by WorldTribune Staff, December 29, 2017
China was caught secretly transferring oil to North Korean vessels at sea, a report said.
South Korea seized the Hong Kong-flagged Lighthouse Winmore that was accused of transferring 600 tons of refined petroleum to a North Korean ship in international waters in the East China Sea on Oct. 19, a move prohibited by UN sanctions, Yonhap reported.
“Caught RED HANDED – very disappointed that China is allowing oil to go into North Korea. There will never be a friendly solution to the North Korea problem if this continues to happen!” U.S. President Donald Trump tweeted on Dec. 28.
China denied it was supplying oil to North Korea in violation of UN sanctions.
Hua Chunying, a spokeswoman for China’s Foreign Ministry, said on Dec. 29 that Beijing has “completely and strictly” complied with the sanctions, adding that the Yonhap report was false.
UN Security Council Resolution 2375, adopted in September, bans member countries from ship-to-ship transfer of any goods for North Korea. Resolution 2397, adopted just a week earlier allows a country to capture and look into a vessel suspected of engaging in prohibited activities with North Korea.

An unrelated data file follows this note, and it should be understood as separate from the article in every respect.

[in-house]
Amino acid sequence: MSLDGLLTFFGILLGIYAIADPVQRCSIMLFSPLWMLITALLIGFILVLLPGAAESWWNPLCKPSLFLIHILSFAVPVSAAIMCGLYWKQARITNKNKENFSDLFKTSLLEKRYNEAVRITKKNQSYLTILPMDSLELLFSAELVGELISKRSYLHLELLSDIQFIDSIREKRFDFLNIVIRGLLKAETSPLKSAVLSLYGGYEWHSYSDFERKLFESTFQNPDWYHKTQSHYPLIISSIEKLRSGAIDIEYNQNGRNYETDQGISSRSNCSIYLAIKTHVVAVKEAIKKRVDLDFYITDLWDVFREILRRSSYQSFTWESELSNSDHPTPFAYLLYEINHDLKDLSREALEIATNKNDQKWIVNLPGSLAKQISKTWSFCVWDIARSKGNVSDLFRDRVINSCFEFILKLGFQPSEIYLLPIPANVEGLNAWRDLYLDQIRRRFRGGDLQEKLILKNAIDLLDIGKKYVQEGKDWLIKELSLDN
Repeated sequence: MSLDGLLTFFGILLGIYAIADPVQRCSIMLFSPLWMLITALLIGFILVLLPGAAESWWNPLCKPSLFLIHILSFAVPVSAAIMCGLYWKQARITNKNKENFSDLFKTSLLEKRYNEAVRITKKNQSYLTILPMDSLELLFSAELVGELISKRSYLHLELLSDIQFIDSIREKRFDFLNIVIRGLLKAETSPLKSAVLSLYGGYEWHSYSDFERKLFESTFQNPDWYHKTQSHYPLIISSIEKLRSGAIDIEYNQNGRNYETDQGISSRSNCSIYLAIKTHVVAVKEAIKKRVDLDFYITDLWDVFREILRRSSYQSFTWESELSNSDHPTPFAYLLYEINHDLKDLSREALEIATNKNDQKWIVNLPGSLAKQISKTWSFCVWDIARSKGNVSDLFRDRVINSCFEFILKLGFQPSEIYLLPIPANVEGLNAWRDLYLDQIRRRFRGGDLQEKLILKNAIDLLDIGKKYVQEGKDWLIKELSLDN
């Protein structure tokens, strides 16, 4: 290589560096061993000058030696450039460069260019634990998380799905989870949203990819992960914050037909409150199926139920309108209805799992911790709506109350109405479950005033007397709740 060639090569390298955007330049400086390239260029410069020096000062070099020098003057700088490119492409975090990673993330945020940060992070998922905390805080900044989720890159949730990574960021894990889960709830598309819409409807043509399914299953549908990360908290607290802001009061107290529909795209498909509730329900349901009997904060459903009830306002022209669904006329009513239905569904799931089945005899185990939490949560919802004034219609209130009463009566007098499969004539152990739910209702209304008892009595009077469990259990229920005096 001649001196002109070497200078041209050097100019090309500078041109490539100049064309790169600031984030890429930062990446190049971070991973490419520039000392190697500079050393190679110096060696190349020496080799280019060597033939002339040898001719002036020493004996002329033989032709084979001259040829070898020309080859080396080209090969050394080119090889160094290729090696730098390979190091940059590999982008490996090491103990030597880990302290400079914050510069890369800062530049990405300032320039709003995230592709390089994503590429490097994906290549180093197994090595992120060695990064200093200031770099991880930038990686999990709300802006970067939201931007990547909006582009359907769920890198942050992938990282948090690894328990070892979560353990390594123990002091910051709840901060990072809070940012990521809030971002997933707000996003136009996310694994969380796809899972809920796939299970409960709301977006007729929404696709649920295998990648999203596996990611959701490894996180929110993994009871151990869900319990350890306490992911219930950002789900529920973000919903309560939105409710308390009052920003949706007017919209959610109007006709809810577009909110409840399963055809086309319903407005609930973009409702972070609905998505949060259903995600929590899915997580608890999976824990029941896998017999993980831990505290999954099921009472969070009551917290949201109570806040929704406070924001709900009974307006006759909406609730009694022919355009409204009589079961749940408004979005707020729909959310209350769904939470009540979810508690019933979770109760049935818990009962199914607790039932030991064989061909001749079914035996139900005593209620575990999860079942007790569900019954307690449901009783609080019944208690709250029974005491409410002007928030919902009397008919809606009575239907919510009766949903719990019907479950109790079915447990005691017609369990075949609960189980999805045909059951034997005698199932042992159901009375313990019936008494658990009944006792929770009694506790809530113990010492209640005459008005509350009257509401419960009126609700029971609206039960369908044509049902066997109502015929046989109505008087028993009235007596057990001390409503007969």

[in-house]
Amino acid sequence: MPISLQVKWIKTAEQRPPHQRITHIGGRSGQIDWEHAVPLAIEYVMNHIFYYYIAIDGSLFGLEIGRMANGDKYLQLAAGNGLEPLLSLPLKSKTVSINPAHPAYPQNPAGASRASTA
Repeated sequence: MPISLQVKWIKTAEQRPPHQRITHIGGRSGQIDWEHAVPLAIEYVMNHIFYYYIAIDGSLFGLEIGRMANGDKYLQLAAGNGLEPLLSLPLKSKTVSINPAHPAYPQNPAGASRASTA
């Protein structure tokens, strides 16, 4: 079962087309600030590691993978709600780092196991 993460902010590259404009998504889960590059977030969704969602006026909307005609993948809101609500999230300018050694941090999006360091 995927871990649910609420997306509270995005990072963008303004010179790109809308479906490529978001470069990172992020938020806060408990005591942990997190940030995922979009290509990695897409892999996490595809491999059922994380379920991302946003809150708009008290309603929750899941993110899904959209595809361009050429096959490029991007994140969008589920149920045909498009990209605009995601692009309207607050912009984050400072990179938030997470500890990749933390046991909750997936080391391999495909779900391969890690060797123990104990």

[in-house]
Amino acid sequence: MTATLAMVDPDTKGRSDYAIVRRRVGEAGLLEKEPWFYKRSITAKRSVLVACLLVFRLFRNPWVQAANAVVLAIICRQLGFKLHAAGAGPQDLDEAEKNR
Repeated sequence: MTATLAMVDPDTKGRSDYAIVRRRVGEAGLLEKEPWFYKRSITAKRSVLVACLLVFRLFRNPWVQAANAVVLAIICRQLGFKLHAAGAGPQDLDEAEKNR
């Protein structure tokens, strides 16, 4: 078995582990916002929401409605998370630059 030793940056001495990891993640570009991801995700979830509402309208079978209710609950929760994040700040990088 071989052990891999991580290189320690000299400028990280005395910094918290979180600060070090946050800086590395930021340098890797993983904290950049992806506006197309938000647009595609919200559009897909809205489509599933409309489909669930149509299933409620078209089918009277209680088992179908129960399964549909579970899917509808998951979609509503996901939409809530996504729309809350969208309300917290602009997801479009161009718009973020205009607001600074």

According to Yonhap’s report, the Lighthouse Winmore was chartered by the Taiwanese company Billions Bunker Group and previously visited South Korea’s Yeosu Port on Oct. 11 to load up on Japanese refined petroleum and head to its claimed destination in Taiwan four days later.
Instead of going to Taiwan, however, the vessel transferred the oil to a North Korean ship, the Sam Jong 2, and three other non-North Korean vessels in international waters in the East China Sea, authorities told Yonhap.
South Korean authorities said they will be keeping the Hong Kong-flagged vessel for about six months, during which time Hong Kong is expected to file a request for the ship’s release with the UN’s sanctions committee on North Korea.
South Korea also shared intelligence information on the incident with the United States, the officials said.